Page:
Reformed Church World Mission, said information is trickling in despite a

destroyed infrastructure.

"We've had representatives go try to get to these isolated villages, but no

one can get there because the bridges and roads are washed out," he said.

"When we do get through, it's by boat or by a bridge that's been repaired.

We need as much clear information as we can get, so we have a strategy

for immediate needs."

After making contact with a village, representatives get a summery of the

number of homeless, the number of buildings destroyed, and the number of

sick and injured. Many times the group uses the welfare of children as a

yard-stick for the community.

"If the children are aren't doing well, the whole family probably isn't

doing well," he said.

A nationwide shortage of potable water is impending. The Public Health

Ministry of Guatemala reported the first cases of cholera, and has

increased water-treatment efforts to prevent the disease from spreading.

International relief flights delivered the first water purification

machines and needed medicines on Friday. The American Red Cross has plans

to send

40 tons of water purification chemicals and antibiotics to Central America.

"We think three of every four wells (in Nicaragua) is contaminated. There

is widespread diarrhea and respiratory problems, said Meyer, in

Nicaragua. "People have been damp for so long we're seeing a lot of

infections and foot fungus."

According to Dr. JoAnn Butrin, director of HealthCare Ministries, four

emergency HCM medical teams have responded to the plea for help in

Nicaragua and Honduras, with two additional scheduled to assist in

Honduras.

"The medical team called to request more trained personnel and more

supplies, saying the need and the devastation are beyond description,"

Butrin said.

For outreach programs with close ties to Latin America, the disaster takes

an added dimension. Washington D.C.'s Episcopal Diocese has been involved in

building schools, clinics and orphanages in Honduras for nine years,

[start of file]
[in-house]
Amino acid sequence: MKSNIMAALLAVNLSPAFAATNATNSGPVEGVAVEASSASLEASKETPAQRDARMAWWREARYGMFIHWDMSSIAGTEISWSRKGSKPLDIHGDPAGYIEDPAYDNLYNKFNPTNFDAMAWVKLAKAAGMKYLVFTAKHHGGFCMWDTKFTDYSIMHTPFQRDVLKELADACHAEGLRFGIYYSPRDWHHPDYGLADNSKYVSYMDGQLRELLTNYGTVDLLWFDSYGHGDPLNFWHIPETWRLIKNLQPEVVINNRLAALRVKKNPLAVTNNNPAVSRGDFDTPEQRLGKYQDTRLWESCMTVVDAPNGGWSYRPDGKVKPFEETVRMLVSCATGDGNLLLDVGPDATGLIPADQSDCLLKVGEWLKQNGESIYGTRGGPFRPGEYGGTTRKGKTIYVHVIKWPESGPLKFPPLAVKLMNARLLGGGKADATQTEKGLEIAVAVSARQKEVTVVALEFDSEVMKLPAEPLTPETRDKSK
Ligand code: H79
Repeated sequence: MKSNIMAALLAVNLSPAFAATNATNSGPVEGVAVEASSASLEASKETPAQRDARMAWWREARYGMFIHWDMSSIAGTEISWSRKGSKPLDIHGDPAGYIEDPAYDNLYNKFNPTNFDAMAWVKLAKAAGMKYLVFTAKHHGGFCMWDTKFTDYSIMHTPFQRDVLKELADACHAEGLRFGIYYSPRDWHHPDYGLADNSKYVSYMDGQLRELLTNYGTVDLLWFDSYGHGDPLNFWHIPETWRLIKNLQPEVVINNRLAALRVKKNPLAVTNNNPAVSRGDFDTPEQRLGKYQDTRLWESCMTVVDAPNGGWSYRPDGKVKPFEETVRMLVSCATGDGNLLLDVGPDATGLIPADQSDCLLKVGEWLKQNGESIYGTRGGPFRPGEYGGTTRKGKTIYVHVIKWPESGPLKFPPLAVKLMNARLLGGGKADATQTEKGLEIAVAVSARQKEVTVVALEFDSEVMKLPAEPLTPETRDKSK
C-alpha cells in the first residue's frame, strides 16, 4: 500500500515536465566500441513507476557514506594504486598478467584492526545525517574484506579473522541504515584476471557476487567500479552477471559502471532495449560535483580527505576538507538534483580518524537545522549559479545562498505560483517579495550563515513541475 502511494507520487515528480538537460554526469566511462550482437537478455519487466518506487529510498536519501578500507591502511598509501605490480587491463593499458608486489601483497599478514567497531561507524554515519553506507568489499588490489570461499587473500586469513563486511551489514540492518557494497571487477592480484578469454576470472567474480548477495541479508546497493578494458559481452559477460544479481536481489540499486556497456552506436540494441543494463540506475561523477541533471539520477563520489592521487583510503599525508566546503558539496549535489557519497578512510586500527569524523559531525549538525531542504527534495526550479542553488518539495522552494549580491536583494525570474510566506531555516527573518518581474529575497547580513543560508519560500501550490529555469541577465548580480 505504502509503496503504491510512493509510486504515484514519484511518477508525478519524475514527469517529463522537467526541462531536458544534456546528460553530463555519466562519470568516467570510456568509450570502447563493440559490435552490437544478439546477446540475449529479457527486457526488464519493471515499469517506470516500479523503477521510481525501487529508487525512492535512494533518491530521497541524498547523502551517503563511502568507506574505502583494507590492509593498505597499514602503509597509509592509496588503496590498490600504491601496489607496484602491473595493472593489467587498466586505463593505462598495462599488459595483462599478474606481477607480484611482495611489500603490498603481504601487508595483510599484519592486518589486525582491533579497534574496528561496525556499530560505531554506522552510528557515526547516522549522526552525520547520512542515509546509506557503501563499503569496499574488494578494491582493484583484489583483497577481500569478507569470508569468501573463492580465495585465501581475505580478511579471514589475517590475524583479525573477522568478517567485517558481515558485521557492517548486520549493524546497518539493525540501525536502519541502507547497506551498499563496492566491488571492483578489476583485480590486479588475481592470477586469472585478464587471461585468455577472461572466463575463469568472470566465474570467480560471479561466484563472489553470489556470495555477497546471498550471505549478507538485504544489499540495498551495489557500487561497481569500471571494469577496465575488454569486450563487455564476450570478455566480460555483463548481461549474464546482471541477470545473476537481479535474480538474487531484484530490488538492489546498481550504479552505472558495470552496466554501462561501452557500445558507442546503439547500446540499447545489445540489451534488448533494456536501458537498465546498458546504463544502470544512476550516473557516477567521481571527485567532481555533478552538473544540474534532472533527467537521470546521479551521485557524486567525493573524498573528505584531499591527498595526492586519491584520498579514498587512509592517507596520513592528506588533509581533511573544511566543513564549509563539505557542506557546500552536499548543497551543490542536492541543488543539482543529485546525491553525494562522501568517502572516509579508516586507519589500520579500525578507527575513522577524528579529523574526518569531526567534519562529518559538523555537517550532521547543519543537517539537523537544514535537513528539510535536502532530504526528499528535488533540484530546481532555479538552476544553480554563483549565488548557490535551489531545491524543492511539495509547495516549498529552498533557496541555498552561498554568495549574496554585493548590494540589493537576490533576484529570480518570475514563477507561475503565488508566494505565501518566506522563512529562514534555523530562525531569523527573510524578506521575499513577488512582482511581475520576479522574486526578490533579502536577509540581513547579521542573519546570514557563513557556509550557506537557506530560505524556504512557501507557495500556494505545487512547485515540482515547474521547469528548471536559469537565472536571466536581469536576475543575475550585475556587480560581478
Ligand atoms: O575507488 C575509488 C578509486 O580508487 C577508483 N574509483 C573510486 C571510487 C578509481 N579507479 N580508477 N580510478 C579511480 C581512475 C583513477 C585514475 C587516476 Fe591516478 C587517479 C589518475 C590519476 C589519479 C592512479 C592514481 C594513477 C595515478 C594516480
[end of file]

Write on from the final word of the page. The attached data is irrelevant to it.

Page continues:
according to Hill.

"A lot of churches here have the same names as ones down there. People

here are broken-hearted," she said. The Diocese's strategy includes

donating from the pews and asking United States airlines to donate space

on flights to Latin America.

"We're trying to get them enough money to hold over for a few weeks.,"

she said, adding that Honduras' only Episcopalian Bishop, Leo Frade, had

established a bank account in America which eased transfer of funds to

Central America.

Church World Service (CWS) has issued an appeal of $250,000 to its

member communions to fund immediate shipments of emergency aid to

Honduras and other affected countries. Action by Churches Together has

issued an appeal for $1.3 million dollars to support the relief and recovery

efforts of Christian Commission for Development in Honduras and the

Council of Evangelical Church for Denomination Alliance in Nicaragua.

Despite exhaustion and frustration, the helping hand extended by the

world to Latin America is being felt and appreciated by care-givers and

victims alike.

"Part of what keeps us going is the response outside Honduras," said

Jeffery. The outpouring has been incredible. It's been so touching."

Meanwhile, assistance from around the world continues to arrive in

Honduras. During her visit Tipper Gore announced that U.S. government aid

had ascended to $80 million for the region. Assistance from the European

Union is roughly $122 million so far, and France forgave the debts of

Honduras and Nicaragua last week. Spain followed by announcing it would

pardon $64 million of the region's debt by waiving payments due before

2002.

Aid from around the U.S. for sufferers of Hurricane Mitch are being

collected with no show of slowing down. The Lutheran World Relief is

sending 775 bales (44 tons) of material aid to parish hurricane committees

and local communities.